Rashid K. Sayed: Could you tell us more about some of the weapons in Killing Floor 2? We’re especially curious about ideas for new weapons that could emerge somewhere down the line.
Alan Wilson: No – that would spoil the surprise!
Rashid K. Sayed: Many projects these days, such as The Forest and Wasteland 2, are being updated to Unity 5 years into their development. Given Killing Floor 2’s Unreal Engine 3 base, do you see yourselves shifting to Unreal Engine 4 somewhere down the line?
Alan Wilson: Put simply – no. We’ve invested more than 6 years of studio time into the engine as it now stands. No reason to shift!
Rashid K. Sayed: On that note, we’ve seen projects like The Vanishing of Ethan Carter shift to Unreal Engine 4 specifically for its PS4 release. Could that happen with Killing Floor 2?
Alan Wilson: Again, no. Same reason!
Rashid K. Sayed: There are currently 3 non-linear maps for Early Access users. When can users expect more maps and what kind of content timeline have you planned for supporting Killing Floor in the coming year?
Alan Wilson: We’re not going to go promising on the timeline, but there’s plenty more to come – and it’ll start soon. Certainly more maps, perks, weapons to come over the next few months.
Rashid K. Sayed: Compared to developing on the PC, what are your thoughts on bringing Killing Floor 2 to the PS4? Was there a significant difference in architecture that took getting used to?
Alan Wilson: The base issue was getting Unreal Engine 3 running on the platform. A lot of the base work had been done before, that we could pick up – but we’ve had to do a lot of engine-level work to get it all functioning. Once we get past all of that, its “just” shifting from CP with mouse and keyboard, to a console with controller – and all the design changes that drives for the new platform.
Rashid K. Sayed: Killing Floor 2 is currently a console exclusive on the PS4. Is there a specific reason why the game won’t launch on the Xbox One?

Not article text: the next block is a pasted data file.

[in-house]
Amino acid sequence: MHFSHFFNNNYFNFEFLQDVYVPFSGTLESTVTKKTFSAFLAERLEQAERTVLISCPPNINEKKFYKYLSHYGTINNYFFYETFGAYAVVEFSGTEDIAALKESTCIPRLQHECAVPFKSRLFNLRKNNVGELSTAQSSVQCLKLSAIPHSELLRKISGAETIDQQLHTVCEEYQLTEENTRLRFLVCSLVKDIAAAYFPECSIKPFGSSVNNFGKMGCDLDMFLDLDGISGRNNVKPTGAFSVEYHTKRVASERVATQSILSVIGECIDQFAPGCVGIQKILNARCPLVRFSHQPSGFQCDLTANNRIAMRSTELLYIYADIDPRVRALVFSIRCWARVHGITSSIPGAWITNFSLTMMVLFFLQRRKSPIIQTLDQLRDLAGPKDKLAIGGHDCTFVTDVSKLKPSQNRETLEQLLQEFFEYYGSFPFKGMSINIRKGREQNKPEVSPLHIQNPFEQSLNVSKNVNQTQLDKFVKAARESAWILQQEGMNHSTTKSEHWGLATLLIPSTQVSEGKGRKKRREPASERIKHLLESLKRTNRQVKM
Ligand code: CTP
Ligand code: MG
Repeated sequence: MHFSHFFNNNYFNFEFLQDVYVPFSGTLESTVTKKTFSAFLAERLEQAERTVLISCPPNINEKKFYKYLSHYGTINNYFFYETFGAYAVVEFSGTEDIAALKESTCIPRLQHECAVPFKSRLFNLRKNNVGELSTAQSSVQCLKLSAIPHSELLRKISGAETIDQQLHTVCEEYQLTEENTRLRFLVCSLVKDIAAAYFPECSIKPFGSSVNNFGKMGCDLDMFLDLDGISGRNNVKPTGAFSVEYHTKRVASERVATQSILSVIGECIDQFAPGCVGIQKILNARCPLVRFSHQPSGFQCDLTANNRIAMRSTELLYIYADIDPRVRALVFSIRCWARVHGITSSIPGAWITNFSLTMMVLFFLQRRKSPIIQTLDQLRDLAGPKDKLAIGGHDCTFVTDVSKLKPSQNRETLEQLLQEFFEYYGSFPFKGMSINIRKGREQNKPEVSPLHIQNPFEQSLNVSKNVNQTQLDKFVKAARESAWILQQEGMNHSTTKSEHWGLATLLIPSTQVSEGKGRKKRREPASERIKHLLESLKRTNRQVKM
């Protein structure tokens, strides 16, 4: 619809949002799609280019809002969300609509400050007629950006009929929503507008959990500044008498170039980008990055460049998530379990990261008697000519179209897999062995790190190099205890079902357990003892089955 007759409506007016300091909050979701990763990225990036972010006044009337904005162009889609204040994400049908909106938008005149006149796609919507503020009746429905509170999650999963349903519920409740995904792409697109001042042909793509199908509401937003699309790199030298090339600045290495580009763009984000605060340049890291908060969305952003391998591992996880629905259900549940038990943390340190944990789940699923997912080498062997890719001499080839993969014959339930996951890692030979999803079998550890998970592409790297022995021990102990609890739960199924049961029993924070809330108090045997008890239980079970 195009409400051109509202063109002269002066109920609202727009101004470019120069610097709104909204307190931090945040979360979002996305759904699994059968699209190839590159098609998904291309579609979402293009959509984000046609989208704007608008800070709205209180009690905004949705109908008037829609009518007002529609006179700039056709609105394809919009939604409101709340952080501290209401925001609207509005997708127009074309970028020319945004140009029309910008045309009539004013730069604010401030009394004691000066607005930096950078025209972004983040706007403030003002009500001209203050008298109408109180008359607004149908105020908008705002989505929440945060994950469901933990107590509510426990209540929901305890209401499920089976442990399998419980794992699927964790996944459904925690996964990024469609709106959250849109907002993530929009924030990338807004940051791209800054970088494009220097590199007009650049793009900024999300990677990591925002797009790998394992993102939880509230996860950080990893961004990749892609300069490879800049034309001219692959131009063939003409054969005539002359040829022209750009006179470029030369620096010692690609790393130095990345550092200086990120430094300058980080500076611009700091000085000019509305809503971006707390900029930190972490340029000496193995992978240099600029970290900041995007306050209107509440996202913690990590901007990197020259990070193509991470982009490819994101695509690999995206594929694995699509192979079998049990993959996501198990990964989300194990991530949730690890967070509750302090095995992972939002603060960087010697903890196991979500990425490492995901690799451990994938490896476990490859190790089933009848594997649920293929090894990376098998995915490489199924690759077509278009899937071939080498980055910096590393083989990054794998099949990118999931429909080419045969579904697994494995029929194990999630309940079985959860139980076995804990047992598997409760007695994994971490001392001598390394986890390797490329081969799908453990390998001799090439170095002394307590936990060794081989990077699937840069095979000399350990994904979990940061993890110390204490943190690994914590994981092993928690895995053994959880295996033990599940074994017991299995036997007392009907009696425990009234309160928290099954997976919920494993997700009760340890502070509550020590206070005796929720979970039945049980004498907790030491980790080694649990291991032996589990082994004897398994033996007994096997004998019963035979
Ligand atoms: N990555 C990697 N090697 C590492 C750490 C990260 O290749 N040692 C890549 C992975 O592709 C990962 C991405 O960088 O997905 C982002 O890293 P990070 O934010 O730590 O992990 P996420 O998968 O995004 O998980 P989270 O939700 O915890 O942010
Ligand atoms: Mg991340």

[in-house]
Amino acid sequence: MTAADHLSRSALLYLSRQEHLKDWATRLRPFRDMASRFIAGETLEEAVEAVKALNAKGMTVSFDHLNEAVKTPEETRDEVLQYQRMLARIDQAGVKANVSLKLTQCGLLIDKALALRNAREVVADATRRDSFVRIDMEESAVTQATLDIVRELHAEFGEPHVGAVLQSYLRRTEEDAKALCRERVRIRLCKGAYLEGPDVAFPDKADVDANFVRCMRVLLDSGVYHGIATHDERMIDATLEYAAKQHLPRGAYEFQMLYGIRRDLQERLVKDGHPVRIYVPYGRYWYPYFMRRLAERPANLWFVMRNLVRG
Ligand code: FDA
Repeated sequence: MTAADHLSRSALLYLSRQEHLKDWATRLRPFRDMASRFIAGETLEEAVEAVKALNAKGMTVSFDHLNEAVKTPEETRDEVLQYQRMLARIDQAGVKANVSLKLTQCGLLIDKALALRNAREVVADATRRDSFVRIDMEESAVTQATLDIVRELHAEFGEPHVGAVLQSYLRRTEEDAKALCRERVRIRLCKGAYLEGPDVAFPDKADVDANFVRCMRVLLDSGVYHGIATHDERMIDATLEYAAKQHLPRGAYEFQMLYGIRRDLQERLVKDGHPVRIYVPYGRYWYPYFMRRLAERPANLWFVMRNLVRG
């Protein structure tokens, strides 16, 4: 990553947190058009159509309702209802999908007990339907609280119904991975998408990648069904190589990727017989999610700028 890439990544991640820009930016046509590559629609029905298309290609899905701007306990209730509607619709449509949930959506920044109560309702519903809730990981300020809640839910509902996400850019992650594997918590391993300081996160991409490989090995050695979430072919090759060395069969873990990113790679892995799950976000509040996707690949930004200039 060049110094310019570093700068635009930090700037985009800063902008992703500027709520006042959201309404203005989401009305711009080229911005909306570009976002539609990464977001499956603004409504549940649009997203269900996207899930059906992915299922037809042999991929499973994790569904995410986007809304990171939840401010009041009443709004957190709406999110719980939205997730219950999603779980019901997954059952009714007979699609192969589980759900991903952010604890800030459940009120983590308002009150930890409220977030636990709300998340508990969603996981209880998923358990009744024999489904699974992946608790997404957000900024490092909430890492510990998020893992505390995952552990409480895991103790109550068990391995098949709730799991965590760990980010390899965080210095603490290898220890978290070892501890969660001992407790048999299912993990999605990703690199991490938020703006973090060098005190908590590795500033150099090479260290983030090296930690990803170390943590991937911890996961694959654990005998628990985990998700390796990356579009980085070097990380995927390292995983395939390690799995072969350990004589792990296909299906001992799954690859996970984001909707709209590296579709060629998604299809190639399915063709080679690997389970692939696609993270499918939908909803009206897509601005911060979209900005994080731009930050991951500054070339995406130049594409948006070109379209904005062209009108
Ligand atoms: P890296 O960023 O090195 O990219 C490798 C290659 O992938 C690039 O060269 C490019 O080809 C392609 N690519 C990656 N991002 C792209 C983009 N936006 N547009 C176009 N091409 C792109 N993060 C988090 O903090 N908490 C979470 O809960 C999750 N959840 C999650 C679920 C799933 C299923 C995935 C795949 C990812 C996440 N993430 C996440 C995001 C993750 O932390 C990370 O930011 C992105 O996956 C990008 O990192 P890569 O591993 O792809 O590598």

Alan Wilson: Oh, it most likely will. Just that Sony were far easier to work with, had been on the ball for a long time, helping us along. And Microsoft didn’t. So it goes to PS4 first (and exclusively).
"Well, having only one target does make things much simpler. We only have to test on one machine. On the PC, we build multiple min-spec machines and test on them. "
Rashid K. Sayed: Having said that, what are your thoughts on bringing Killing Floor 2 to the Xbox One somewhere down the line?
Alan Wilson: Highly probable.
Rashid K. Sayed: The game is currently in Steam Early access. How do you think this will shape the final retail launch of the PC version? Furthermore, do you have a release date locked in for the PS4 and PC versions?
Alan Wilson: As we’ve said all along, really – balance, the fine nuance and detail of the gameplay. We’re already (3 days in) getting a ton of useful feedback. So, no, the release date isn’t locked in. When it’s ready!
Rashid K. Sayed: Will Killing Floor 2 run at 1080p and 60fps on the PS4?
Alan Wilson: It’s a TARGET. Will we achieve it? Don’t know – but we’ve already got the game running on a pretty broad spectrum of hardware on the PC.
Rashid K. Sayed: On the PS4, Killing Floor 2 is being developed with only one GPU specification. How does this help in optimization and performance?
Alan Wilson: Well, having only one target does make things much simpler. We only have to test on one machine. On the PC, we build multiple min-spec machines and test on them. And on mid-range machines, with all flavours of CPU and GPU mixes. Makes testing MUCH more complex!
Rashid K. Sayed: Is there anything else you want to tell us before we let you go?
Alan Wilson: I could just tell you to go buy the game, but that would be too obvious. Oh, wait…